In Response to Slaying, "Chad's Law" Will Place Stricter Limits on Use of Children as Informants in California 9/04/98

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By a margin of 70-1, the California State legislature has passed a bill known as "Chad's Law" that would place limits on the way law enforcement uses minors as informants. AB 2816 would prohibit the police from using informants under 13 years of age, and insure that teen-agers work undercover only with informed parental consent and a judge's approval. California State Assemblyman Scott Baugh (R-Huntington Beach) authored the bill in response to the murder last year of teenager Chad MacDonald by dealers he'd informed upon in cooperation with local police. MacDonald, 17, had been arrested in January on a small possession charge, and wore a wire as part of a deal to have the charges dropped. Two months later he was beaten and strangled, and his 15-year-old girlfriend raped, beaten and left for dead. (See the March 27, 1998 issue of The Week Online for the full story

"If this law had been in place last January," Baugh told the Week Online, "The Chad MacDonald tragedy would never have happened." First, law enforcement and prosecutors would not have been able to use scare tactics such as telling MacDonald he was facing a long prison term. (In fact, according to Baugh, he would likely have been sentenced to only 6 months in a drug rehab program.) Second, prosecutors pressured MacDonald's mother into agreeing to the plan, warning her not to consult with her fiance and telling her she had only a day to make her decision. By requiring a judge to approve the use of minor informants on a case-by-case basis, the bill introduces a level of accountability that should prevent such "coerced consent."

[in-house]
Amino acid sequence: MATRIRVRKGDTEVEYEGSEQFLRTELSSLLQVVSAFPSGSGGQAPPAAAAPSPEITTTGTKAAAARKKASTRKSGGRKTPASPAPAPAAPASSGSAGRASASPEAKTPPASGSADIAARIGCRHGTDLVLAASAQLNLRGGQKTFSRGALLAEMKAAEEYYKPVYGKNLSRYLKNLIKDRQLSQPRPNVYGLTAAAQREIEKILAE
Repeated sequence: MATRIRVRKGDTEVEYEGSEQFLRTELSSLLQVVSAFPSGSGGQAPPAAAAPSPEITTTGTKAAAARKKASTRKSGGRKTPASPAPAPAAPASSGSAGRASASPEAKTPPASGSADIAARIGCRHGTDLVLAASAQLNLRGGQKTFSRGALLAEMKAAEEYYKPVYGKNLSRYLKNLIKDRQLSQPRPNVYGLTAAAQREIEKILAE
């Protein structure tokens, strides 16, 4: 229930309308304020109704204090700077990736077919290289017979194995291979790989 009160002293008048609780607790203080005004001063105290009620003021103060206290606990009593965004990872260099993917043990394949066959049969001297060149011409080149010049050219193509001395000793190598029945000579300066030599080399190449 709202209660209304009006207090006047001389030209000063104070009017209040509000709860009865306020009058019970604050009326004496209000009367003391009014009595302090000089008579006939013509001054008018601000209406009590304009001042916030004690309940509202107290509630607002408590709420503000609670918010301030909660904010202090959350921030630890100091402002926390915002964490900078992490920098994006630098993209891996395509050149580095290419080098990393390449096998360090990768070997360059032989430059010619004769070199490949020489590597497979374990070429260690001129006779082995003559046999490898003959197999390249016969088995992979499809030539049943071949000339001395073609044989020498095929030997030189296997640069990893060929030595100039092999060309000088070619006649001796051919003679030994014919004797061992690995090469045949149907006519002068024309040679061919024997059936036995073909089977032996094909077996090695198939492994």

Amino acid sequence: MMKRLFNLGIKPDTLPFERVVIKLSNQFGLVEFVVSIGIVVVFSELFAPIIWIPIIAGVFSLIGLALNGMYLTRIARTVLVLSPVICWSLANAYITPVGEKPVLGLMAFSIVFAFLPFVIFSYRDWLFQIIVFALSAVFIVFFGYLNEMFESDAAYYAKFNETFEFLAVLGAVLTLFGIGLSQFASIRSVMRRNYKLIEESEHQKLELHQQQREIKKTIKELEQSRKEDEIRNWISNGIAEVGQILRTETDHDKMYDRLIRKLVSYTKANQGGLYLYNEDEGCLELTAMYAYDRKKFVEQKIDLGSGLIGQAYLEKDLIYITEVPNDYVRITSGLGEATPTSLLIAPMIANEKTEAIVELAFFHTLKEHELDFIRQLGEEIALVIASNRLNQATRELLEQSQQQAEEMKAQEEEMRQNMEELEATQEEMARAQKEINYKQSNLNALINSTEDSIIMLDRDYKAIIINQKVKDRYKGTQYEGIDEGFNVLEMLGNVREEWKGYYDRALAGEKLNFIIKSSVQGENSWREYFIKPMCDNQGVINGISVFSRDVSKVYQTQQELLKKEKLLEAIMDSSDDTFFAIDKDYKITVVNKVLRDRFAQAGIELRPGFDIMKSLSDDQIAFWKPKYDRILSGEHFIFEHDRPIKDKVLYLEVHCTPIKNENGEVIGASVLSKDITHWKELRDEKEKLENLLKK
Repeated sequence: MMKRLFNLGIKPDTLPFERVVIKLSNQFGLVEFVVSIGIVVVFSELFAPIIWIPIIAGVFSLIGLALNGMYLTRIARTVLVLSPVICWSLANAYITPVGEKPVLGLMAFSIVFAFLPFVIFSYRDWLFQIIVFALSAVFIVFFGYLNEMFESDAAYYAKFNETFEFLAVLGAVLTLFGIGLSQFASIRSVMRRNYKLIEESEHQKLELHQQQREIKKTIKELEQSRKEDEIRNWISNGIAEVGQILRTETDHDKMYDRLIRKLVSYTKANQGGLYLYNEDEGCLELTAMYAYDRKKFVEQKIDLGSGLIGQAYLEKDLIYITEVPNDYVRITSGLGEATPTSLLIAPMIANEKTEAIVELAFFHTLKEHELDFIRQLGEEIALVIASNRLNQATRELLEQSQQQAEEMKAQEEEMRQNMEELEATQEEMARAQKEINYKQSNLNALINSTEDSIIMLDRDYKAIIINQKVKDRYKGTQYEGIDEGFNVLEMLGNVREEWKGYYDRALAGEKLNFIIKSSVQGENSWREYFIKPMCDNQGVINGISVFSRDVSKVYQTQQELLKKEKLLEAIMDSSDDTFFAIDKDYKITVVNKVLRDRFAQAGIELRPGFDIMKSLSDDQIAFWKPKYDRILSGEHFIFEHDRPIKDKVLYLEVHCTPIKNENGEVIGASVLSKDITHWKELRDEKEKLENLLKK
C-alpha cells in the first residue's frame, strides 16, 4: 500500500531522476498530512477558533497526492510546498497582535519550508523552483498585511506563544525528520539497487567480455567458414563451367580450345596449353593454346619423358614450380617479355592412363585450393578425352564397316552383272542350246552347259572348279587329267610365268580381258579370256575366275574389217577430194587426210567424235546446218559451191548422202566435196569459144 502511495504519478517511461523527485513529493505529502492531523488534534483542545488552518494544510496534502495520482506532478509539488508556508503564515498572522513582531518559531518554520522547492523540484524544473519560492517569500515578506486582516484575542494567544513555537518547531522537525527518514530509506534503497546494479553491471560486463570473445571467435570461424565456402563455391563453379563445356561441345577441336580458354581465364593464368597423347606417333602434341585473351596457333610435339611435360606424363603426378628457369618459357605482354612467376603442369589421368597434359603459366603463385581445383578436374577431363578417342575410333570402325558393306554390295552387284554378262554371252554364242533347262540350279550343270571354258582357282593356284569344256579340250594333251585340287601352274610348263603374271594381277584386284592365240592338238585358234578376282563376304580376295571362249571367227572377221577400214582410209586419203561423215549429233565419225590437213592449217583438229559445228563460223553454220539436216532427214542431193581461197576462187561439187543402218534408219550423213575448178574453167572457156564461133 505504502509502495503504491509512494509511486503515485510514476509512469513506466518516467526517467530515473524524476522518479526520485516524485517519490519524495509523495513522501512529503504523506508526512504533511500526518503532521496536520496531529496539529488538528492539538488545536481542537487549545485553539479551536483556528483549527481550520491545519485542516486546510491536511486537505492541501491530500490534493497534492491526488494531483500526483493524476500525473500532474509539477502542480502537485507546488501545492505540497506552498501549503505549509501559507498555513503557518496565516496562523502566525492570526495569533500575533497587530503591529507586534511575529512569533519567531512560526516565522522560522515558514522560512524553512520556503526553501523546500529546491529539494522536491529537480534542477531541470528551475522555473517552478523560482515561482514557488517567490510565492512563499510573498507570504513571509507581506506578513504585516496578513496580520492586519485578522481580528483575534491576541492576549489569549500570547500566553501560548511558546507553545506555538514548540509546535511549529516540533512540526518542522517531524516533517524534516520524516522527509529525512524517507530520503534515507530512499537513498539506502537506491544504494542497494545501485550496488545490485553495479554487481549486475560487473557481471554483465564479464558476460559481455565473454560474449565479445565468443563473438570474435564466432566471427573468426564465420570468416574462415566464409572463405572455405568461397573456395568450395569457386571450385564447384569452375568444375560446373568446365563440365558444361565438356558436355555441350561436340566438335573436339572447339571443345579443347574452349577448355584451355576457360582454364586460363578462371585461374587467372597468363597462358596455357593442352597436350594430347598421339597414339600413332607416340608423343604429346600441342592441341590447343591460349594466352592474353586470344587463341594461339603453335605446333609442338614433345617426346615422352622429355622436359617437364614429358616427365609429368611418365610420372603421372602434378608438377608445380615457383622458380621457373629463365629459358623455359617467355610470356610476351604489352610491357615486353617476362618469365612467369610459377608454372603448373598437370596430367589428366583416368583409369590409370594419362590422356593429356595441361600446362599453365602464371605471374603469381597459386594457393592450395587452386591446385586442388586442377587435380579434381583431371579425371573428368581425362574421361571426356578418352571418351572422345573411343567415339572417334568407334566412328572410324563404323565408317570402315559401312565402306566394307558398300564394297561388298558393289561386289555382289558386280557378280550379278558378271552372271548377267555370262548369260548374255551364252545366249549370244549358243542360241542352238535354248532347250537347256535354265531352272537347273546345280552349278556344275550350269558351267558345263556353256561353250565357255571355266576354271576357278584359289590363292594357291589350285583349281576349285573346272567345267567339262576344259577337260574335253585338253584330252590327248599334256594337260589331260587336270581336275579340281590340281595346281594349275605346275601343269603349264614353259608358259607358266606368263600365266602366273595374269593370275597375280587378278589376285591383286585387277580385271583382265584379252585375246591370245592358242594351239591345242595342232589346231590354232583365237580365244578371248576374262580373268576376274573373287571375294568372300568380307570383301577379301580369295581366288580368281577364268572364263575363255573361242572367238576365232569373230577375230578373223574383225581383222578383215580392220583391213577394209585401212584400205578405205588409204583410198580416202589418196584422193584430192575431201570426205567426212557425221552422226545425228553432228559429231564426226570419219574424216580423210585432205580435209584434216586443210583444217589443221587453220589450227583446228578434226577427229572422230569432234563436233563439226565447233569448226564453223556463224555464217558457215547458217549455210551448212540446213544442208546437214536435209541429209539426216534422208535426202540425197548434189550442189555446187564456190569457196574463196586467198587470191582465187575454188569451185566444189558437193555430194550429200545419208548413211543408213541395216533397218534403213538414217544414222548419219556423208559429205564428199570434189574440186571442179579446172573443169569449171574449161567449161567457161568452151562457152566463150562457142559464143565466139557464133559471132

Originally, the bill proposed to prohibit children under 15 from undercover work. The age limit was amended to 13, according to Baugh, after law enforcement representatives testified before the Assembly that preventing younger teenagers from informing would only encourage dealers to recruit them into the drug trade. "They told us that thugs would target younger children to do the dirty work," Baugh said. The California State Assembly voted 70-1 to send the bill to Gov. Pete Wilson, and the Senate approved the bill a 37-0 vote last Thursday. Governor Pete Wilson is expected to sign the bill into law.

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Issue #57, 9/04/98 Gray vs. Satel in Slate Online Magazine | Federal Judge Rejects Oakland Buyers' Club Status, Rejects Government's Call for Immediate Shut-Down | Police Seize Methadone Treatment Clinic Files | In Response to Slaying, "Chad's Law" Will Place Stricter Limits on Use of Children as Informants in California | Judge Finds City-Imposed Restrictions on Scheduled Marijuana Rally Unconstitutional | Survey Finds American Teens Woefully Uninformed about Government | California State Senate Adjourns without Taking Action on Medical Marijuana Research Bill | Afghani Opium Crop Grows Despite Taliban's Promises of Eradication | Editorial: From Ignorance to Tyranny
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